Kejriwal’s arrest, if it happens, is sure to put pressure on the party’s second-rung leaders, who do not appear to have the stature to keep the flock together. Kejriwal has spoken of an alleged conspiracy to bring about the disintegration of his party. Interestingly, despite the growing criticism by opposition parties about the BJP using Central agencies to target them, the arrest of AAP leaders does not appear to have generated much public sympathy. In the recent Assembly elections in Rajasthan, Chhattisgarh, and Madhya Pradesh, the AAP failed to win a single seat and got fewer votes than NOTA (none of the above).

Governance tussle with Centre

The AAP governments in both Delhi and Punjab are in a governance tussle with the Centre. In Delhi, there is a tussle with the Lieutenant Governor over the legislative and executive powers of the elected government and the Municipal Corporation of Delhi vis-a-vis administrative services. Things got worse last year with the Centre bringing in the Government of National Capital Territory of Delhi (Amendment) Act to maintain its control on administrative services after the Supreme Court’s five-judge Constitution Bench headed by Chief Justice D.Y. Chandrachud ruled unanimously in favour of the AAP government.

In Punjab, the State government shares an uneasy relationship with Governor Banwarilal Purohit, who threatened to impose President’s rule in August last year. The Supreme Court has had to intervene at times, and it has ruled in the AAP’s favour on several occasions.

AAP supporters at the party’s January 28 rally in Jind.

AAP supporters at the party’s January 28 rally in Jind. | Photo Credit: PTI

Given the acrimony between the AAP and the BJP-led Central government, political watchers have raised doubts about the alleged liquor scam. It emerged when Chief Secretary Naresh Kumar approached Lieutenant Governor V.K. Saxena alleging procedural lapses in the policy formulation. The Supreme Court noted that except for a statement made by businessman Dinesh Arora, an accused-turned-approver in the case, there was no evidence on record against Sisodia. The court asked the ED to establish a money trail linking Sisodia with the liquor lobby, but it did not grant Sisodia bail.

Political vendetta?

The arrests are seen against the backdrop of opposition legislators who have been accused in corruption cases escaping action after they crossed over to the BJP. “Corruption cases against some politicians are not new. It is difficult to allege political vendetta in all cases, but there may be some truth in some cases,” said former Supreme Court judge Justice Madan Lokur in a recent interview to PTI. “The troubling aspect of all this is that after investigations start and the suspect changes loyalties, the investigation is dropped. That gives rise to a grave suspicion of political vendetta,” he noted.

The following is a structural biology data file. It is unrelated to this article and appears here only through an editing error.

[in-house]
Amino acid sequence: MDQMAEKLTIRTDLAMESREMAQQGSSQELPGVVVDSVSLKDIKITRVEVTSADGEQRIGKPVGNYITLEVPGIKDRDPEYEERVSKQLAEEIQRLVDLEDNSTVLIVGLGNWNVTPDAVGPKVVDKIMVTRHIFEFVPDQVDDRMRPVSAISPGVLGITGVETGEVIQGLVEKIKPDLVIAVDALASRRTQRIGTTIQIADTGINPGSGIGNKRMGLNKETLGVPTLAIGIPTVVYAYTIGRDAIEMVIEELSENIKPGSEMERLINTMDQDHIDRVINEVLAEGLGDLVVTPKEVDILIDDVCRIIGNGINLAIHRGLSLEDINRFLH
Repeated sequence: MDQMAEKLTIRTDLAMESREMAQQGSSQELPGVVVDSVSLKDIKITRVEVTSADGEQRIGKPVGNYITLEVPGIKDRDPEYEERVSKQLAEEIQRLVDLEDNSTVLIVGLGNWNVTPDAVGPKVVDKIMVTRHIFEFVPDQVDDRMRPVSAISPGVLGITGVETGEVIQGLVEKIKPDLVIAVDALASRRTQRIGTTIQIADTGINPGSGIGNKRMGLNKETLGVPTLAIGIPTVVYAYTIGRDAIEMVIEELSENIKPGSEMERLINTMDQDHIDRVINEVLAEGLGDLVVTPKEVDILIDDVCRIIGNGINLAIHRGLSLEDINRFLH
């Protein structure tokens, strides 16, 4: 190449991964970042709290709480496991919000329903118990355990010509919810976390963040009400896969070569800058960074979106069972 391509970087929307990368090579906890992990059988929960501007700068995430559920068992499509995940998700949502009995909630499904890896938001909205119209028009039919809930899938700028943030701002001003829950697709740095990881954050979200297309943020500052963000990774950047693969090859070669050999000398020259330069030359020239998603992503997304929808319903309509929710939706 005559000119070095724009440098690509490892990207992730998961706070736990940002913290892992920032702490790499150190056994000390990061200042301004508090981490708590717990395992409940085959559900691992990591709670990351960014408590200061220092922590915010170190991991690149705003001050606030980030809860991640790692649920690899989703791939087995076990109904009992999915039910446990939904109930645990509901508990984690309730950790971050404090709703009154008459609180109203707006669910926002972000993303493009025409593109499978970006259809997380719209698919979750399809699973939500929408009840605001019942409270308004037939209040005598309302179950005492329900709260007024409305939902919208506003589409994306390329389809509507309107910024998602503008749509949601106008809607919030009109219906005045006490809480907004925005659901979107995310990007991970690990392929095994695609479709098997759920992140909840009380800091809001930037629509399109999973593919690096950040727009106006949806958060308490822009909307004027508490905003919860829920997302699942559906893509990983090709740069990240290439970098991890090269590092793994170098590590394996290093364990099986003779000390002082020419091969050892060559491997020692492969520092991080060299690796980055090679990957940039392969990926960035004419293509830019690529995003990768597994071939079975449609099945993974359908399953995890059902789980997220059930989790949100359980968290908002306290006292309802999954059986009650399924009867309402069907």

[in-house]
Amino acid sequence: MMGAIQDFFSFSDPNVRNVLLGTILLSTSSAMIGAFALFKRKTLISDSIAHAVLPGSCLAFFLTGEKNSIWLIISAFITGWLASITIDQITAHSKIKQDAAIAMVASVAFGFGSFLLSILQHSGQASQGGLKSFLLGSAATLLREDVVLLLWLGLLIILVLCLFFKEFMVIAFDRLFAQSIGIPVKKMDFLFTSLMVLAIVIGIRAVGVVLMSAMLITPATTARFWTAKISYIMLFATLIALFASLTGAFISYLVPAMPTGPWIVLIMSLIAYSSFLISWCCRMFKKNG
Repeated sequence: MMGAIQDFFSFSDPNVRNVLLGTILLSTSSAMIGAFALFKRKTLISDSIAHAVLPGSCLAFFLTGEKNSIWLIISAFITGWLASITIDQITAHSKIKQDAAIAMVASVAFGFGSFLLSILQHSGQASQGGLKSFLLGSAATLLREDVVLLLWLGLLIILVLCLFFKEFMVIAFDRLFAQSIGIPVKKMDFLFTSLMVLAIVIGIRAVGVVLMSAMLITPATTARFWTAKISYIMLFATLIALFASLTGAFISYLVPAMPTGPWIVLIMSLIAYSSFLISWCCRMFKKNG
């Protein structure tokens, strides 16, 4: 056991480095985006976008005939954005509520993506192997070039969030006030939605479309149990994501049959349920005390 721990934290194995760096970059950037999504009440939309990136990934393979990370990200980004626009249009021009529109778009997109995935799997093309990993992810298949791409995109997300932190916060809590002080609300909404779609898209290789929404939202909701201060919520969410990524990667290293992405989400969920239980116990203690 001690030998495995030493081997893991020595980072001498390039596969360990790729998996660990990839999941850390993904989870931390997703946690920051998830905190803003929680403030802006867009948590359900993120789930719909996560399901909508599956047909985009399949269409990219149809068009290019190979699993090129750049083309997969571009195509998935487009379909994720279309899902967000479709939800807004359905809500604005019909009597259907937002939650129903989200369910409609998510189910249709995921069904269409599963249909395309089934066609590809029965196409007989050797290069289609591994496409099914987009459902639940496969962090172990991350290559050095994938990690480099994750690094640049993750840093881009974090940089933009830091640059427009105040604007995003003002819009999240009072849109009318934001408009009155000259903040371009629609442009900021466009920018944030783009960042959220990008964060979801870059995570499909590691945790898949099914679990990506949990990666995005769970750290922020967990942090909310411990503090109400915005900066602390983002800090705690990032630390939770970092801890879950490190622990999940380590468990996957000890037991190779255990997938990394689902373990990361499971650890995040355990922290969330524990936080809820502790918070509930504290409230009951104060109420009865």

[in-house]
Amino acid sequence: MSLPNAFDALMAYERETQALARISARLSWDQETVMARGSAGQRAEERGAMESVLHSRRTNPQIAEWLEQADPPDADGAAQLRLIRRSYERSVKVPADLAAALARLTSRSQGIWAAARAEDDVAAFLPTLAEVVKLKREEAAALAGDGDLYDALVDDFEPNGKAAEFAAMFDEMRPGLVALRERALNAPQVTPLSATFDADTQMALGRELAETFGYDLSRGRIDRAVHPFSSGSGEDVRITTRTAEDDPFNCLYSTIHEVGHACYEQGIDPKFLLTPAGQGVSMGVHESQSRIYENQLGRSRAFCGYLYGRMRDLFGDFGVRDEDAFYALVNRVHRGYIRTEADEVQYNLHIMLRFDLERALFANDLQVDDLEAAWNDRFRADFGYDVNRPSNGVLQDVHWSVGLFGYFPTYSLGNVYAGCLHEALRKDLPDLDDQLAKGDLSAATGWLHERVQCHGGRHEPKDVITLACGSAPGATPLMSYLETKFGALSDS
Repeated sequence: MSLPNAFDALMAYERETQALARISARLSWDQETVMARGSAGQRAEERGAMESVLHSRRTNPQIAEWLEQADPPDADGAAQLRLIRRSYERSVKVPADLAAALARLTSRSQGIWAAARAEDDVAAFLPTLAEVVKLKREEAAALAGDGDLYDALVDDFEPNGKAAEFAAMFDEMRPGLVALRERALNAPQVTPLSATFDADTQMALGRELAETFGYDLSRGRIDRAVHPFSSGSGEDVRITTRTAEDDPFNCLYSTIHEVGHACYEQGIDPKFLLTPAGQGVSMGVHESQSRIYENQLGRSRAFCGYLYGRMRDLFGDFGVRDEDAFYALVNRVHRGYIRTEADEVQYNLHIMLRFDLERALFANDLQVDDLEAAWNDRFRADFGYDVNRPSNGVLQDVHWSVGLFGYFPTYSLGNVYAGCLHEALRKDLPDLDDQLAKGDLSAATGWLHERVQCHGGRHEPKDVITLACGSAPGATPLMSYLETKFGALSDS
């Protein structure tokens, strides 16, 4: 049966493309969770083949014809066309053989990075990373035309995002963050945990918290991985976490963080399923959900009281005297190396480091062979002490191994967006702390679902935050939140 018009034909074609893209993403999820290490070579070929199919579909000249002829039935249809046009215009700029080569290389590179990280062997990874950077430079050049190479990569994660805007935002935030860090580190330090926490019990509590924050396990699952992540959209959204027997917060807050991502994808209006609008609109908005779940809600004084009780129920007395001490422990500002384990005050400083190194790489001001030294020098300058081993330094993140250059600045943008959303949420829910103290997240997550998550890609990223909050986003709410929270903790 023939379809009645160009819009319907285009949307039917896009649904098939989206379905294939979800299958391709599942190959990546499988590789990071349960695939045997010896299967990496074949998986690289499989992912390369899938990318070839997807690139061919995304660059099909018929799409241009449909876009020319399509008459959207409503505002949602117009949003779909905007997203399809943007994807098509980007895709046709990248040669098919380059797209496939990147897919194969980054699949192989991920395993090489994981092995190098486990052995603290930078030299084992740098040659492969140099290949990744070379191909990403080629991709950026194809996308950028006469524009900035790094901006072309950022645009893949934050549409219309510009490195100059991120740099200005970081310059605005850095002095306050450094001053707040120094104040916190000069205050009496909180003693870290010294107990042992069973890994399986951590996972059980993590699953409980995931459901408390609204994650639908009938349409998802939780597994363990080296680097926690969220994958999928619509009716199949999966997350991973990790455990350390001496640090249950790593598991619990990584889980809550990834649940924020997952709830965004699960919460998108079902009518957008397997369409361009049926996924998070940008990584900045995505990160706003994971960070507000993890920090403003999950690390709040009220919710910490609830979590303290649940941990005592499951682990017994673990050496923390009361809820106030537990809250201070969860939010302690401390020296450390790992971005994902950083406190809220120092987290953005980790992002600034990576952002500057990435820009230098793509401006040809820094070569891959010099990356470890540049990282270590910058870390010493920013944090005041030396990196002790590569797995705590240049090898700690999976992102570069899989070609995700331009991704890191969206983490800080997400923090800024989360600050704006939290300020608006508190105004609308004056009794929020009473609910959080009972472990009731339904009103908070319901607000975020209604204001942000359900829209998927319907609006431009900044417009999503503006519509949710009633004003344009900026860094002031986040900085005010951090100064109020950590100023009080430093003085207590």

“If Manish Sisodia and Sanjay Singh join the BJP, they will be set free in 24 hours,” Kejriwal said at a karyakarta sammelan in Delhi in November 2023. He alleged that the BJP planned to jail West Bengal Chief Minister Mamata Banerjee, (now former) Bihar Deputy Chief Minister Tejashwi Yadav, and (now former) Jharkhand Chief Minister Hemant Soren to win elections in those States.

  • There is widespread speculation that the AAP will be accused in the Delhi excise policy case, which Central agencies are currently investigating.
  • The sword of arrest hangs over Delhi Chief Minister and AAP leader Arvind Kejriwal, as well as many of his senior party colleagues, including former Deputy Chief Minister Manish Sisodia.
  • Kejriwal has been putting up a spirited fight, but it is doubtful whether AAP’s second-rung leaders will be able to keep the flock together in the event of his arrest.

If the track record of the AAP is any indication, the ragtag party has always benefited from challenges and controversies. But this time the dominant view is that the present crisis could prove damaging for the party. Many blame Kejriwal for his “autocratic” approach that triggered scores of bitter high-profile departures from the party, including that of founding members such as senior lawyer Prashant Bhushan.

While the AAP has an excuse in New Delhi owing to the constant power tussle with the Centre, the party is yet to produce an alternative model of governance in Punjab. Kejriwal has been a friend, philosopher, and guide to Chief Minister Bhagwant Mann, who is still seen as a political novice and the most unconventional Chief Minister Punjab has had.